Survey: most Finns are against fur farming in its current form

Two new surveys show changing attitudes in Finland towards the practice of raising wild animals for their fur.

Two young animals in a cage on a fur farm in Ostrobothnia / Credit: Kristo Muurimaa, Oikeutta Elaimille

Two new surveys carried out by animal welfare groups highlights the Finnish public’s changing attitudes to fur farming.

The practice of ‘factory farming’ mammals for their fur – including foxes, Arctic foxes and raccoon dogs – has drawn international criticism for over poor treatment of animals.

The surveys, for Animalia and Justice for Animals Oikeutta eläimille shows that 74% of Finns are against fur farming in its current form – that’s up 5% from a year ago.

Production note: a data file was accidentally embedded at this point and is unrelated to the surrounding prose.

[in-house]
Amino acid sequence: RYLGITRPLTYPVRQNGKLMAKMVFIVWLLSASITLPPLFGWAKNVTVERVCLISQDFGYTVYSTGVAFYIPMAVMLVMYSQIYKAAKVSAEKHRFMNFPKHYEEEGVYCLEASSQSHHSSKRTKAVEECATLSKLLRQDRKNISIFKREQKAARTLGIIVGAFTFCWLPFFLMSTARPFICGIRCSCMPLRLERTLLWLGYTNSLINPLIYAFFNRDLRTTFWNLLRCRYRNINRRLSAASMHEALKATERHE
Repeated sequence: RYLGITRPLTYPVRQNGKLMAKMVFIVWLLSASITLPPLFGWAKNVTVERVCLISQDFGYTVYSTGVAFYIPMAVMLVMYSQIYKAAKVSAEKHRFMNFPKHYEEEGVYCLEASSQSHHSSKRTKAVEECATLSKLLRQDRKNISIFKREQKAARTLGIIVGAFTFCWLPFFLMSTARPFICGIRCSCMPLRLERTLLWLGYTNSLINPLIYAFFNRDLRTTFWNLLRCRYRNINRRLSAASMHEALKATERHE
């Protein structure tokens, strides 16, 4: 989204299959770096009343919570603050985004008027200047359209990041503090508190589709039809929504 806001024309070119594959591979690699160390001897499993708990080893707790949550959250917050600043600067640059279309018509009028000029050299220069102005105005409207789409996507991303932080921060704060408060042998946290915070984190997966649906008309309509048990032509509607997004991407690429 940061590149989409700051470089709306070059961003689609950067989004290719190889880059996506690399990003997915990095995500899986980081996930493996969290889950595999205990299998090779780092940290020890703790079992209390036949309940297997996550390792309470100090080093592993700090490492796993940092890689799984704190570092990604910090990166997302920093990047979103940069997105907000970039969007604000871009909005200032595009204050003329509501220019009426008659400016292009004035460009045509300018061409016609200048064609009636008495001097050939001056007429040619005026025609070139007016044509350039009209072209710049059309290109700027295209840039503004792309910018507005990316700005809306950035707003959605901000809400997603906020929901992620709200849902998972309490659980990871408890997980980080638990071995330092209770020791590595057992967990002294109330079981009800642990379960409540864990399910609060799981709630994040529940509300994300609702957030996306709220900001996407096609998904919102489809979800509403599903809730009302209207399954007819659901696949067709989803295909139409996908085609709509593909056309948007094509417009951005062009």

Some 36% of people say the would ban fur farming completely – up 6% since 2018 – and only 15% of Finns support fur farming in its current form.

“This is a shocking result that politicians need to look at. The vast majority of Finns do not approve of fur farming in its current form. For example, 38% of respondents would allow ranching to continue only if the animals are offered significantly more space and opportunities to perform their species-specific behavior” says Keidi Kivekäs, Animalia’s Executive Director.

“Finns do not want our country to remain the last country in Europe where animals are bred and killed solely for their fur” she adds.